How do I show that the sum from {i=1} to {n} (2i-1) is equal to n^2 for all natural numbers n?
Good. Be careful with your notation - be as clear as possible, don't put more than one equal sign in your expression!
So you have $\displaystyle \sum_{j=1}^n(2j-1)=2\left\{n(n+1)/2\right\}-n=n^2+n-n=n^2$.
Now, to prove that $\displaystyle 1+2+...+n=n(n+1)/2$, consider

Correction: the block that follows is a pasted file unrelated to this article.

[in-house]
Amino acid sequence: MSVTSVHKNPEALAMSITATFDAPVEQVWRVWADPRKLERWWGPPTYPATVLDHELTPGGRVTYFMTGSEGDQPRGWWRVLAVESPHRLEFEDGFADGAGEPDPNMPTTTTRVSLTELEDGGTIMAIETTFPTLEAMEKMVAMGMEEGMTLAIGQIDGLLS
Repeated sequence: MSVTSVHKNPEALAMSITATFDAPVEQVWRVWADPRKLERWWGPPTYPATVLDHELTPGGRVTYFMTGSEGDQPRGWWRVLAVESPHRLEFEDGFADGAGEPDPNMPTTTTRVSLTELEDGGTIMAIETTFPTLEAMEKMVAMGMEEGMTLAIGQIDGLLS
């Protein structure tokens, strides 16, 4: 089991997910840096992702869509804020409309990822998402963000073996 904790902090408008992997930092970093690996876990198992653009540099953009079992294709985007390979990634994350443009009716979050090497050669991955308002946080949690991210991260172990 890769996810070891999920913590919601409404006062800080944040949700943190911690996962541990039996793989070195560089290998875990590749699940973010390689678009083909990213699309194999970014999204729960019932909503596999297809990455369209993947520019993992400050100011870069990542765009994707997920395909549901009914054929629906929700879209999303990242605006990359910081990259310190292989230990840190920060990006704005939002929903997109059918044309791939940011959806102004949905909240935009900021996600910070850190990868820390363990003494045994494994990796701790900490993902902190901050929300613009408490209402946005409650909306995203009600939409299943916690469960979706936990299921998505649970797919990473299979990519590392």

$\displaystyle S=1+2+...+n$
and add it to the same sum, written backwards :
$\displaystyle S=n+(n-1)+..+1$.
Add them vertically, term by term. What do you get?
Oh ok. I have one question. Since the problem has 2 in front of the sigma notation in the first term, could i cancel the two out to get sum from {i=1} to {n} n^2 + n - sum from {i=1} to {n} n?
And then I could cancel one n out, which would give me
sum from {i=1} to {n} n^2?
I think that is how you prove it, but I cannot be sure